Keeping Safe and Healthy on Halloween

Halloween

Frights and scares are the keys to a successful Halloween, but so is staying safe. Halloween may bring out the goblins and ghouls – and this year perhaps more than a few scary clowns from the movie ‘It’ – and it also carries with it dangers of its own.

According to Safe Kids USA, on average, children are more than twice as likely to be hit by a vehicle and killed on Halloween than on any other day of the year.

So having a few Halloween safety tips at your disposal is necessary if you’re out on the streets with children. Lompoc Valley Medical Center will treat you if you’re ill or injured, but we’d rather you stay safe and healthy.

Various child safety organizations offer tips and ideas on how to keep safe on Halloween. While some may seem routine, trick or treat night is a good time to review some of these suggestions:

Walking:

  • Avoid allowing children to walk alone. Stay in groups for safety and make sure an adult is along.
  • Do not allow children to cross in the middle of a street. Use corners, traffic signals, and crosswalks.
  • Do not assume drivers see you. Make sure you have eye contact with a driver before you cross in front of them.
  • Do not use electronic devices while crossing streets.
  • Use a flashlight and stay in well-lit areas.
  • Do not allow children to enter a stranger’s home or have direct physical contact with a stranger.
  • Remove any tripping hazards near your front door, such as hoses or potted plants. Keep animals away from trick-or-treaters.
  • Make sure your child knows their phone number, in case they get separated from the group.

Driving:

  • Slow down and be extra alert in neighborhoods. Use no distractive devices while driving, especially on Halloween.
  • Watch out when entering and exiting a driveway or alley. Children are typically smaller than the profile of most vehicles and can scurry into a blind spot.
  • Anticipate that there will be more children and cars out on the roads this night.

Costumes:

  • If possible, use reflective tape or flashing reflectors on costumes.
  • Reduce use of masks that obstruct a child’s view.
  • Ensure costumes fit correctly, to prevent trip hazards.
  • If the costume comes with fake weapons, ensure they do not have sharp edges and are not used aggressively against others. If costume includes plastic guns, decorate weapon with stickers or bright paint to avoid confusion or mistaken identity.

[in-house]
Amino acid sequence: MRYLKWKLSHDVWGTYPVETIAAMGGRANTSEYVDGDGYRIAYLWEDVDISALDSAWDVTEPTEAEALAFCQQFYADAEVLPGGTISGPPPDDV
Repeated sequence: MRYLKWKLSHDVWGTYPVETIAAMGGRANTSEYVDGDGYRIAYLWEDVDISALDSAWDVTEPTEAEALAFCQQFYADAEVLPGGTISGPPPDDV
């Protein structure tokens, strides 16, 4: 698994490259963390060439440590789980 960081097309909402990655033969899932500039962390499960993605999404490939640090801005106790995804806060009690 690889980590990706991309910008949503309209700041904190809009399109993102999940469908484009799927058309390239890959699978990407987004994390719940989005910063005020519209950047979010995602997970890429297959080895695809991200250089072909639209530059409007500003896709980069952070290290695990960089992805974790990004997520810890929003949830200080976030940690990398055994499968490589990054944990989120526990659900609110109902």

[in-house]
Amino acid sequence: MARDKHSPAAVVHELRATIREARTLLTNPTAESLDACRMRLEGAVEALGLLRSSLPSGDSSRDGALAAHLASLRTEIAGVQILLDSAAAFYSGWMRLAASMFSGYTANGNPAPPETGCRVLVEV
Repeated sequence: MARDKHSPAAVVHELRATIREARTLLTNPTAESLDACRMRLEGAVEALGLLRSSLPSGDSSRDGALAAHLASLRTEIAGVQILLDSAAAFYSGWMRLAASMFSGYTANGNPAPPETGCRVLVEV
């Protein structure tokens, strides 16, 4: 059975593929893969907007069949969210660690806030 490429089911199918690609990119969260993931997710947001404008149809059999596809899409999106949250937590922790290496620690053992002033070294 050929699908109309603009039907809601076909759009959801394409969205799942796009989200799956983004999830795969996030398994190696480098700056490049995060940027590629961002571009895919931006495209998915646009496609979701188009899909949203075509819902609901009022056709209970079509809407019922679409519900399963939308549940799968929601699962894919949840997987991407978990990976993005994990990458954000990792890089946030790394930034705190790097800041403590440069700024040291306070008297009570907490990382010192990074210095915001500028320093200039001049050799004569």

• Wear flame-retardant costumes and avoid walking near candles.

Treats:

  • Feed children a healthy, filling meal before going out to trick-or-treat.
  • Have an adult examine all treats and candy for any signs of tampering or choking hazards.
  • Limit the number of treats children consume, especially late at night.
  • Take no chances with food allergies – if you’re not sure the item contains an allergen to your child, be safe, and throw it out.
  • Hand out low-calorie treats and drinks, or non-candy items if possible such as pencils, stickers, raisins, erasers or fruit snacks.

If you suspect candy tampering, call the Police Department or Sheriff’s Department. Keep the California Poison Control System free emergency number (800-222-1222) available in case your child swallows something suspicious.

About the Author

Author: Nora Wallace, Public Relations

Nora Wallace was hired as LVMC’s Public Relations Coordinator in October 2014. She previously was employed as a newspaper reporter for 25 years at the Santa Barbara News-Press, primarily covering North County news. At LVMC, Nora is also responsible for the management of the Blue Coat hospital volunteers. She is a graduate of Santa Barbara City College and earned a Bachelor’s of Arts degree in journalism from San Francisco State University.

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